How can we predict the future species composition of a green roof?

Dactylis glomerata (also known as cock's foot or orchard grass) photographed during field survey

A green roof is an experiment in thinking over time. All components of the system must be carefully planned to create an environment that supports the needs of the building, occupants, and vegetation. But no matter how well a green roof is specified, it is a living system that experiences growth and change due to weather, insects, disease, competing plant species, and maintenance activities. The role of vegetative dynamics in the long-term health of a green roof is essential to its sustainability and persistence.  
 
While plant communities change and evolve, a green roof should achieve a state of dynamic equilibrium and should meet baseline performance goals as it matures—ideally growing in resilience and diversity.

Green roofs have traditionally been approached as engineering or horticultural challenges rather than ecological systems. The majority of published research focuses on easily replicable, shallow-tray, sedum-dominated systems with minimal diversity. These are studied in highly mediated small plots—systems that bear little resemblance to the context and complexity of actual green roofs. As a result, many aspects of how green roofs function as ecosystems and how they change over time are not well understood, and this lack of understanding impacts our ability to design long-lived, high-quality green roofs.

Survey

With this in mind, we initiated a research project to study the long-term plant dynamics of green roofs and, in the future, to investigate their relationship to building performance over time. We conducted vegetative surveys of six green roofs, some of them nearly ten years old, on KieranTimberlake buildings at Middlebury College, Cornell University, Yale University, and the University of California, San Diego. These green roofs represent different ages, assemblages, design intents, plant selections, and maintenance regimes. In each roof surveyed, we sought to understand the current state of plant health, the relationship between the original plantings and emergent vegetation, and the trajectories of plant communities and systems in relation to the goals of the green roof, particularly concerning ecological resilience, habitat creation, and biodiversity.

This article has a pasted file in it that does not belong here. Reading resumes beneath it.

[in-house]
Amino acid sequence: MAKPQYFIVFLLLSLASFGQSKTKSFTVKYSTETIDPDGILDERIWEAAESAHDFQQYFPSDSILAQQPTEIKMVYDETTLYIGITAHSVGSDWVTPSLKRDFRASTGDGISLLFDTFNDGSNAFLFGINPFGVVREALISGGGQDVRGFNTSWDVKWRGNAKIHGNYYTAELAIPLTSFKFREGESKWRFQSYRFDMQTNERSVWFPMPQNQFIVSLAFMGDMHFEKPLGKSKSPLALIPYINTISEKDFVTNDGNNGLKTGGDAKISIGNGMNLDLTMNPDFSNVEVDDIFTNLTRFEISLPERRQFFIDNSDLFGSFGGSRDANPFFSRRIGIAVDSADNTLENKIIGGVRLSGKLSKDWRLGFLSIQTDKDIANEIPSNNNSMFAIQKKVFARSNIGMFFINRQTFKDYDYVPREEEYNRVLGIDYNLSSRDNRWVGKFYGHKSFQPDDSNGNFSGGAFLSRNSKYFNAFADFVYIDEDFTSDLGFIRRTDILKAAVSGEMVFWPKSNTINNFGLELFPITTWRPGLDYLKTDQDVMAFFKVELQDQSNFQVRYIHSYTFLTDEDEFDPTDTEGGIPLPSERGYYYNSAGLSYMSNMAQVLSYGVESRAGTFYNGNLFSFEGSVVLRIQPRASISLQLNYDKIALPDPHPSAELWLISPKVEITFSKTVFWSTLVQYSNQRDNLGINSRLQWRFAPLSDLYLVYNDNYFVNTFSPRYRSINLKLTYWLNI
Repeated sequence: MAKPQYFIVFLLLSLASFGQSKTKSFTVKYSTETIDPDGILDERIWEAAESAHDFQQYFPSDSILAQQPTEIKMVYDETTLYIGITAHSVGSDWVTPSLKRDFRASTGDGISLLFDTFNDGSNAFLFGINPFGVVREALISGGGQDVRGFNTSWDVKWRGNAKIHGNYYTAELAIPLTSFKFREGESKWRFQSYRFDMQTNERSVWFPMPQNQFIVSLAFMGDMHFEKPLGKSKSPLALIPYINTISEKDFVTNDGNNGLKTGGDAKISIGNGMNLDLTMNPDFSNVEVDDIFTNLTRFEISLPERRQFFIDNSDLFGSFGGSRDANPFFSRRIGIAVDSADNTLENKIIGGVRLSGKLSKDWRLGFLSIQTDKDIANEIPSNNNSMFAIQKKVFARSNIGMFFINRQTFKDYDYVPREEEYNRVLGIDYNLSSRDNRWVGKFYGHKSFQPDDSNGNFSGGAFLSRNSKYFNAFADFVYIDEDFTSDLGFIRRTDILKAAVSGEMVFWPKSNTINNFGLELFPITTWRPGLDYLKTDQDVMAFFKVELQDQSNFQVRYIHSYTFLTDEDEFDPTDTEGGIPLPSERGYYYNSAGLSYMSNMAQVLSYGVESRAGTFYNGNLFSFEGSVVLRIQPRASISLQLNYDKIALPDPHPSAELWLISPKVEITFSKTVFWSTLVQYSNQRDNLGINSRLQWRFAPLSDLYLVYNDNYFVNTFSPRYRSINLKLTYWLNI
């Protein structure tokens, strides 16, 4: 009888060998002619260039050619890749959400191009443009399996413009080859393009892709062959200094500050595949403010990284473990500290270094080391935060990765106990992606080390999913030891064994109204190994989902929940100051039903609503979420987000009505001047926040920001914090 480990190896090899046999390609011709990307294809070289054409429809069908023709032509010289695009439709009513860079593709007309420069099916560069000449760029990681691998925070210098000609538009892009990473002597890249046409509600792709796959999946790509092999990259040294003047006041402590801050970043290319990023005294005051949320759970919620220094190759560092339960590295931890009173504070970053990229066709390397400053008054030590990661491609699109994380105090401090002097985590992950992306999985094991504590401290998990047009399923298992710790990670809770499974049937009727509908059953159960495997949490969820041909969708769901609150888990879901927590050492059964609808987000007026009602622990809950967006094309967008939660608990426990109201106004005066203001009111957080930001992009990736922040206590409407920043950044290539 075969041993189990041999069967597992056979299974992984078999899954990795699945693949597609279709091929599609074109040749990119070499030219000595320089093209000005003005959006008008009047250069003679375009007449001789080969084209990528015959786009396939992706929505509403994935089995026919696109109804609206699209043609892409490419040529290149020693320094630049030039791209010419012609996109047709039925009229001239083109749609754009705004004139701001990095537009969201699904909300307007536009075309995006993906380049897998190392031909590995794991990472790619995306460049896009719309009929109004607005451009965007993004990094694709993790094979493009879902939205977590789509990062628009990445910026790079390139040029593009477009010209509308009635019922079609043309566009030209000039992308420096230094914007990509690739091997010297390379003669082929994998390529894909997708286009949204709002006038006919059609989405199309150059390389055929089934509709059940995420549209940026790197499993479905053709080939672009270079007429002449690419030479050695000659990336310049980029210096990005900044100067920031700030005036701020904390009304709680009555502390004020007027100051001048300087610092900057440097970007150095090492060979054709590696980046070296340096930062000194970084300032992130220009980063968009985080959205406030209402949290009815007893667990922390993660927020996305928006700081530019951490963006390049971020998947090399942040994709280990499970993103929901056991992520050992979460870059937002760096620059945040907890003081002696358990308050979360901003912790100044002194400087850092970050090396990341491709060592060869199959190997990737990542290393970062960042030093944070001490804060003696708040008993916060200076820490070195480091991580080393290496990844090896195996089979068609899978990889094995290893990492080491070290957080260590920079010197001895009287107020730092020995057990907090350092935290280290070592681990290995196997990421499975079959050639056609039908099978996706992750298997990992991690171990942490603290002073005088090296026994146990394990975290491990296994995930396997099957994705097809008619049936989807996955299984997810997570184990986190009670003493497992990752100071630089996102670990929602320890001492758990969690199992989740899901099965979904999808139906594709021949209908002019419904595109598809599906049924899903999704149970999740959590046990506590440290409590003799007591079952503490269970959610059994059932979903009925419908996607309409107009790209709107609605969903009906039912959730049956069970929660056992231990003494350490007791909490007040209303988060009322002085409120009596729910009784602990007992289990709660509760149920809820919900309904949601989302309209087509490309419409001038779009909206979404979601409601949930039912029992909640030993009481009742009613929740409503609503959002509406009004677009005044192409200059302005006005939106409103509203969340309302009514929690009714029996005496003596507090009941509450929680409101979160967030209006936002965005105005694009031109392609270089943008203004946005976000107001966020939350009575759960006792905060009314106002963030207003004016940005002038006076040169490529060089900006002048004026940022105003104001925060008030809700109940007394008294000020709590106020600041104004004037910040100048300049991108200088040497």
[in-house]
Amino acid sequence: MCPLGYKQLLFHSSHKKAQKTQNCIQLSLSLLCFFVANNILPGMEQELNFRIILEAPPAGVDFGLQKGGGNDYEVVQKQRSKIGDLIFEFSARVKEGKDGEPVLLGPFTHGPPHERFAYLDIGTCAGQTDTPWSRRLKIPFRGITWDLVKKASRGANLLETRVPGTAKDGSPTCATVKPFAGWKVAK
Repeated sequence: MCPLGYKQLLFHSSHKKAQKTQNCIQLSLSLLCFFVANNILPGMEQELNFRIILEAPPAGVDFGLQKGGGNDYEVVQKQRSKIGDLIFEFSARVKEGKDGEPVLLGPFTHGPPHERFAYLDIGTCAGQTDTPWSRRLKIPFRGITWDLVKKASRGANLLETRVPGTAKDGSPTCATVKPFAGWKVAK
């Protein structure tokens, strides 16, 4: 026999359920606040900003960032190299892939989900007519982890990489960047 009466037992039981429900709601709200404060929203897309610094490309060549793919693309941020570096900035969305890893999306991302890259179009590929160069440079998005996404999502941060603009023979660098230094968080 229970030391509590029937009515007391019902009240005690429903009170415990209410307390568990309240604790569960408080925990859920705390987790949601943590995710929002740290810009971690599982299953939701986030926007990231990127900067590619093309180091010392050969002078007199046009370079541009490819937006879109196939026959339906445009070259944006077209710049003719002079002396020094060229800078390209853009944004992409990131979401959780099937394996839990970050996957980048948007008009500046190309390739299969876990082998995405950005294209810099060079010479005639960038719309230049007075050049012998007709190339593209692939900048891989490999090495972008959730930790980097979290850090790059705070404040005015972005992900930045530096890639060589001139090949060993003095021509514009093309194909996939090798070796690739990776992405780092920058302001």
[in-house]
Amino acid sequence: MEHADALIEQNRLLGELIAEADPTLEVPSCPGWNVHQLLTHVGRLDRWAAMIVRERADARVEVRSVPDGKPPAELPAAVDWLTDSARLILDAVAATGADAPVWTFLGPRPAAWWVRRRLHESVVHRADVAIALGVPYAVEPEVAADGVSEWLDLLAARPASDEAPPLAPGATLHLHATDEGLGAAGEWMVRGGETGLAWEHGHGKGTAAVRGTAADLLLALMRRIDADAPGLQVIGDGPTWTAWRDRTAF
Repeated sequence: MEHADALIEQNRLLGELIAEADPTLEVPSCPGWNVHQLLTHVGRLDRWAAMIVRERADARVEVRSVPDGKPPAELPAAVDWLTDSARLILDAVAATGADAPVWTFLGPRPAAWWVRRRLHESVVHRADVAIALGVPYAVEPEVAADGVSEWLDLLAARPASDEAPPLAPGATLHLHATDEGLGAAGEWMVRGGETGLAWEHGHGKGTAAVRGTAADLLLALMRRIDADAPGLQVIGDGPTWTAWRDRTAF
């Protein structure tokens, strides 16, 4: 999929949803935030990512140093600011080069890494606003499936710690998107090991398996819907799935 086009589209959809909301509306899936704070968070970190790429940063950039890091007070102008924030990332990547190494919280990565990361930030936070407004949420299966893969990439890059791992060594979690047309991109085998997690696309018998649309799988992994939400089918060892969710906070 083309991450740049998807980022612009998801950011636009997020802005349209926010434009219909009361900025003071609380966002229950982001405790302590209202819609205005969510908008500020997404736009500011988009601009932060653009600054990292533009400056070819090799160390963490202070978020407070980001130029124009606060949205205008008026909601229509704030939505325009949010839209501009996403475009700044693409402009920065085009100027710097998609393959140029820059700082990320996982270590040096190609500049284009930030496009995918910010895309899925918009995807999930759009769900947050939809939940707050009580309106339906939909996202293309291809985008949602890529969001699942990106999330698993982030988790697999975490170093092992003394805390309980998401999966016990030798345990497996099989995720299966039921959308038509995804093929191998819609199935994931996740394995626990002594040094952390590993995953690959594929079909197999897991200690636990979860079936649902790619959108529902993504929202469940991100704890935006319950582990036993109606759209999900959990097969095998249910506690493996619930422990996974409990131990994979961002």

Flora Rose House, Cornell University&nbsp;<br />Built: 2006, Surveyed: 2012
Flora Rose House, Cornell University&nbsp;<br />Built: 2006, Surveyed: 2012
Flora Rose House, Cornell University 
Built: 2006, Surveyed: 2012

We took a full species population inventory of each roof and conducted interviews with facilities, grounds, and maintenance personnel. Afterwards, field data was compiled to generate spatially explicit maps of each roof in order to further analyze plant communities, including general vegetative cover, species distribution and relative cover, species richness, and biodiversity. All of these characteristics are a proxy for overall roof performance.

The sampling methodology provides various information on the ecological structure and
dynamics of the plant community, a proxy for overall roof performance.

While many of the dynamics surveyed are properties of plant behavior and morphology, they are also direct products of design decisions—ranging from building orientation, location, and massing, to nuanced details of green roof assembly lay-up or growing media specs. Architectural design creates microclimates across a roof, determining availability of sunlight, water, and nutrients.  
 
The question now becomes, How will we design differently based on what we have learned? 

In the field, species presence and percent cover was measured and analyzed across 2 square-meter quadrants and recorded spatially through field note diagramming, and quantitatively according to cover classes designated by the Blanquet cover/abundance scale.